If you’ve heard of nitric oxide and what it can do for your health, chances are you’ve heard of nitrates, but what are they?and what can nitrates do for your health?

Nitrates actually offer some significant benefits, yet, most of us don’t get enough and our health, including blood pressure, often suffers as a result.

Related: What can Beetroot Really Do For Your Blood Pressure

What are nitrates?

Nitrates are inorganic compounds made up of nitrogen and oxygen. They can be found in nature and in several foods we eat. Vegetables are the biggest dietary source of nitrates. Beets, celery, leafy greens, parsley, leeks, endive, cabbage and fennel contain the most, but all plants contain some nitrates.

Plants pick up nitrates from water, soil, nitrogen-based fertilizer and nitrogen in the atmosphere.

Getting Nitrates in Food

When nitrates are consumed, the bacteria in your mouth and enzymes in your body turn them into nitrites. Nitrites are then absorbed and stored in your cells until they’re converted into nitric oxide.

Nitrates are used as preservatives and color fixatives in cured meats. Nitric oxide creates a chemical reaction with the proteins found in the meat, and this reaction changes the color. The use of nitrites is how cured meat stays pink or red, because otherwise it would turn brown and be unappealing to purchase or eat. Nitrites are also beneficial at preventing botulism, which is a dangerous bacteria that can cause paralysis or death and another reason they are added to cured meat. Beware that when cooking meat treated with nitrites at high temperatures, compounds created by the extreme heat can be carcinogenic.

Nitrates and nitrites are not harmful unless they are consumed in massive quantities. The reason that these naturally occurring nitrates are generally not harmful to you is because the vitamin C in fruits and vegetables naturally prevents negative nitrosamines from forming. Nitrosamines are carcinogens that can potentially cause cancer.

However, the key benefit to nitrates is the nitric oxide production. By improving the amount of nitric oxide available, nitrates help dilate and expand the blood vessels. The discovery of nitric oxide has revolutionized cardiovascular care, blood flow treatment, and improvements in circulation care.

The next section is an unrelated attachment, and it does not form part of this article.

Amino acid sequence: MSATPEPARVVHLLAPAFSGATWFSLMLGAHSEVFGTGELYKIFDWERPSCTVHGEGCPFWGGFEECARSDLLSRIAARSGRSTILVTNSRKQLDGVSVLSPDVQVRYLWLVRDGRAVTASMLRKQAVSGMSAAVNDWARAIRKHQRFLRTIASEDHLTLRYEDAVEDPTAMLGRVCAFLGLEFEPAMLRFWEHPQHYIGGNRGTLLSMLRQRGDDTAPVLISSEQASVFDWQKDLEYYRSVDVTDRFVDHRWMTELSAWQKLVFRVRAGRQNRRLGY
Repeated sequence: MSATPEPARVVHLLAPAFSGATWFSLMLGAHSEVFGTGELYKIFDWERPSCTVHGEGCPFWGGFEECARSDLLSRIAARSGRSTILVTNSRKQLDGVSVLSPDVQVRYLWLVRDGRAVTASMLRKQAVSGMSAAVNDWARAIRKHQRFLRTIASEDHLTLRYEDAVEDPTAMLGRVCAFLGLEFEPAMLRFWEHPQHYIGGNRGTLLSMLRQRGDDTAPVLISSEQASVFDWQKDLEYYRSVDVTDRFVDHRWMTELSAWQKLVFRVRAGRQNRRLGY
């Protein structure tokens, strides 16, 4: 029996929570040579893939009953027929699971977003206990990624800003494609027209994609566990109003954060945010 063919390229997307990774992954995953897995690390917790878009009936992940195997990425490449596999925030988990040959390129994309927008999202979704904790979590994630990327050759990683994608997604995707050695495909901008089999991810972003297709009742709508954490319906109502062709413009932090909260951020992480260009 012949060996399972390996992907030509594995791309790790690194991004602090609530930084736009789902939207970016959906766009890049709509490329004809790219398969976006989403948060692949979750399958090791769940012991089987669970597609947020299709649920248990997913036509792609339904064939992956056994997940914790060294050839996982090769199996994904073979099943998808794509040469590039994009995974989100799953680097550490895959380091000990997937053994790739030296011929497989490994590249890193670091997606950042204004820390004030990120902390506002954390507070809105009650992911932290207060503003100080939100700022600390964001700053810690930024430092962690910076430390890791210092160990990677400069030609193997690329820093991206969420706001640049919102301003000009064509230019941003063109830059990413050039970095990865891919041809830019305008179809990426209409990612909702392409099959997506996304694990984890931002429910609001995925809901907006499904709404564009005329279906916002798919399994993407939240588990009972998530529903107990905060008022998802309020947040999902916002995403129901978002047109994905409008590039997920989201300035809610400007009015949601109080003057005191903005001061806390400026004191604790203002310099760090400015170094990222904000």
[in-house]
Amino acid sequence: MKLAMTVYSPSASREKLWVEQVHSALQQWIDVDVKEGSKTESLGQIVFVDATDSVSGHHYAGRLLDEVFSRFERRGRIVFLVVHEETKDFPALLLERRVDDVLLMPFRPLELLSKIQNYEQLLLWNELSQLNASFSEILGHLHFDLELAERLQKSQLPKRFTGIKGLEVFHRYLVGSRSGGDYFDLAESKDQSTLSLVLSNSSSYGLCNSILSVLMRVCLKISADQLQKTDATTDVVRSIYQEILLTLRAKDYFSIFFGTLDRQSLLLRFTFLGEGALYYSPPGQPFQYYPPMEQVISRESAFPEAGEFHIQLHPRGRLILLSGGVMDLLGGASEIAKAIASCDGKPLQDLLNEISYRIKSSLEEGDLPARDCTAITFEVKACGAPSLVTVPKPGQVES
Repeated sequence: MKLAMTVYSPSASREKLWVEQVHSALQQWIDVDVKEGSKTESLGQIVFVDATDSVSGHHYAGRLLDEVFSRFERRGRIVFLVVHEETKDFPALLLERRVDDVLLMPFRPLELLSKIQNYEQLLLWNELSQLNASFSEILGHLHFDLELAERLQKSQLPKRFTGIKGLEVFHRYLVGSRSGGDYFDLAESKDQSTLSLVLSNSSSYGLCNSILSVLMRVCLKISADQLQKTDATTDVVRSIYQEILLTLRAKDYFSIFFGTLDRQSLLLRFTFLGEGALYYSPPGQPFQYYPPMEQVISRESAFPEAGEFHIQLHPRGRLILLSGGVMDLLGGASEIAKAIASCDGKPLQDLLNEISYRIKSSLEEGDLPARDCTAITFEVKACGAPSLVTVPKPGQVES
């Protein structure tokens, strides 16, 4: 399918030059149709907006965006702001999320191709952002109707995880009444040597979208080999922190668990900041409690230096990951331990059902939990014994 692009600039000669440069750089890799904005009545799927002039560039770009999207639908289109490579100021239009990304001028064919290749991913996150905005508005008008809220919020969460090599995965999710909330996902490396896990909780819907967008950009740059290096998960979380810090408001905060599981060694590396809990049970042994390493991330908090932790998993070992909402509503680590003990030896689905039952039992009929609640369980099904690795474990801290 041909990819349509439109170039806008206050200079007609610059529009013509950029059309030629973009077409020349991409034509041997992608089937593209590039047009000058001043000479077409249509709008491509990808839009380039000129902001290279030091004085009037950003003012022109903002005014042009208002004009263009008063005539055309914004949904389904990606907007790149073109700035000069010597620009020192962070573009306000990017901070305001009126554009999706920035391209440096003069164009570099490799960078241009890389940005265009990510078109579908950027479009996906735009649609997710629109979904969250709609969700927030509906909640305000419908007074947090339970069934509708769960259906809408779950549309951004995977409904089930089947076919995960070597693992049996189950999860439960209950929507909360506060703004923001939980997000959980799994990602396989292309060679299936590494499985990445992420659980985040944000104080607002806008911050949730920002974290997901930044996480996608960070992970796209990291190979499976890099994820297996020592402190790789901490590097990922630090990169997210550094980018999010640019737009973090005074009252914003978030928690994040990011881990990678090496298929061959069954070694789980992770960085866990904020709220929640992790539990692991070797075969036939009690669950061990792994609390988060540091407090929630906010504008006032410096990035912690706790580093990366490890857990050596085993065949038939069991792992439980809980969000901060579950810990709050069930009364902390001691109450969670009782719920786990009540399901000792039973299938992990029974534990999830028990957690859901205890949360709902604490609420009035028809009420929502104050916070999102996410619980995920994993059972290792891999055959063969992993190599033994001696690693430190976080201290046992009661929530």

Without healthy levels of nitric oxide, our health suffers significantly.

Nitrates Support Healthy Blood Pressure

Nitric oxide is a short-lived gas that has various functions in the body. It travels through your artery wall and sends signals to the tiny muscle cells around the arteries, telling them to relax. When these cells relax, your blood vessels dilate and lower your blood pressure. Studies* have shown that nitrate supplements that include beet roots or beet root juice, can reduce blood pressure by up to 4-10 mm/Hg.

Nitrates Support Endurance and Stamina During Exercise

Some studies suggest nitrates can enhance physical performance during high intensity or endurance exercises. One study** has shown that beet roots or beet root juice can reduce the oxygen cost of exercise by 5.4%, increase time until exhaustion when running by 15% and improve sprinting performance by 4%.

Increasing Your Levels of Nitrates

Best Blood Pressure Supplement

To significantly increase the available nitrates in your body through your diet, you might have to increase your vegetable consumption by more than 100 times. But there’s a better formula now available with HeartBeet Complete.

HeartBeet Complete is an all-natural formula packed with beetroot powder to increase the amount of nitrates in the body. It’s also going to provide the key amino acids l-arginine and l-citrulline to help further promote natural nitric oxide production.

And to enhance the benefits you see from HeartBeet Complete even further, you also get CoQ10 and Turmeric along with key vitamins and minerals. This natural formula is absolutely the best way to add more nitrates to your diet.

Learn more about what HeartBeet Complete can do for you.

Studies
*https://www.ncbi.nlm.nih.gov/pubmed/17635415
**https://www.ncbi.nlm.nih.gov/pubmed/17635415

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